The United States: Governing its Way to Foreign Rule

A recent article in Foreign Policy points out the growing amount of foreign companies buying and taking over long time American favorites.  A few highlights from the piece:

The company leading the purchase of Heinz is a Brazilian private equity firm, 3G. Never heard of it? Well, 3G also happens to own Burger King Corp., which it bought for $3.3 billion in 2010.

Budweiser, that great American icon and Bud Light, the best-selling beer in the United States, are now owned by a consortium headquartered in Leuven, Belgium and run by a Brazil-born CEO.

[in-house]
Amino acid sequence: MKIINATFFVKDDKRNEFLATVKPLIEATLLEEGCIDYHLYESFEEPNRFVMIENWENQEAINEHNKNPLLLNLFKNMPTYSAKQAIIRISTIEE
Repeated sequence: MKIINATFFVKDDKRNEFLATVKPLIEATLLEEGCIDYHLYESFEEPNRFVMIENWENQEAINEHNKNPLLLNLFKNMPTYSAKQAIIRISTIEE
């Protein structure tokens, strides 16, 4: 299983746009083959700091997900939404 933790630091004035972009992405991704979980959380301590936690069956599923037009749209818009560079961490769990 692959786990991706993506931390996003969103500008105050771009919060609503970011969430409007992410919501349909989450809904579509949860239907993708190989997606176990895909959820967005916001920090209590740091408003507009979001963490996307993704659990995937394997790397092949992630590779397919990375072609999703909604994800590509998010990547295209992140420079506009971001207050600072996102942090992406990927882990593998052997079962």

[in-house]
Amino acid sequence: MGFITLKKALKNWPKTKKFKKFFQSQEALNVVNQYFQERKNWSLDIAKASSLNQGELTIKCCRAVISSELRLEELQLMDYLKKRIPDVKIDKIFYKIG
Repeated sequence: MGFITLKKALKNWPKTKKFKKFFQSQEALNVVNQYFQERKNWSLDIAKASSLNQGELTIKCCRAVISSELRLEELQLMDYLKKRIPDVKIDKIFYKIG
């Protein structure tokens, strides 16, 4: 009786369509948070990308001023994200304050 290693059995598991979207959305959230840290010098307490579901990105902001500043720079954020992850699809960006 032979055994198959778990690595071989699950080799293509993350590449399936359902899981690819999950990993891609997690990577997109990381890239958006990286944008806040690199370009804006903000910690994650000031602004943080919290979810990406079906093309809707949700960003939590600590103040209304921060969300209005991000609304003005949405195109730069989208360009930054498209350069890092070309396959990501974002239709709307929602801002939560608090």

Europe-based multi-nationals and investors already own a bevy of American brands. The names may surprise many Americans: Gerber, Holiday Inn Hotels, Vaseline, Hellman’s Mayonnaise, Alka-Seltzer, Ray-Ban, LensCrafters, Lysol, Woolite, Motel 6, Trader Joe’s, and on and on.

Nothing illegal to see here. Struggle along now.

The Milwaukee-based Miller Brewing Company is owned by SABMiller, a company launched in South Africa in 1895…now based in London…While Chrysler Motors is owned by Italy’s Fiat, the iconic Chrysler Building in New York City is owned by the Abu Dhabi Investment Council.

Grupo Bimbo, a Mexico-based food conglomerate, bought the North America bakery operations of cakes maker Sara Lee in 2011.

So, should this concern us?  Well, if we were rational people with rational election and lobbying laws, it shouldn’t since the influence of these companies would not matter much once their ownership became foreign.  The problem is we aren’t rational people and neither are our laws.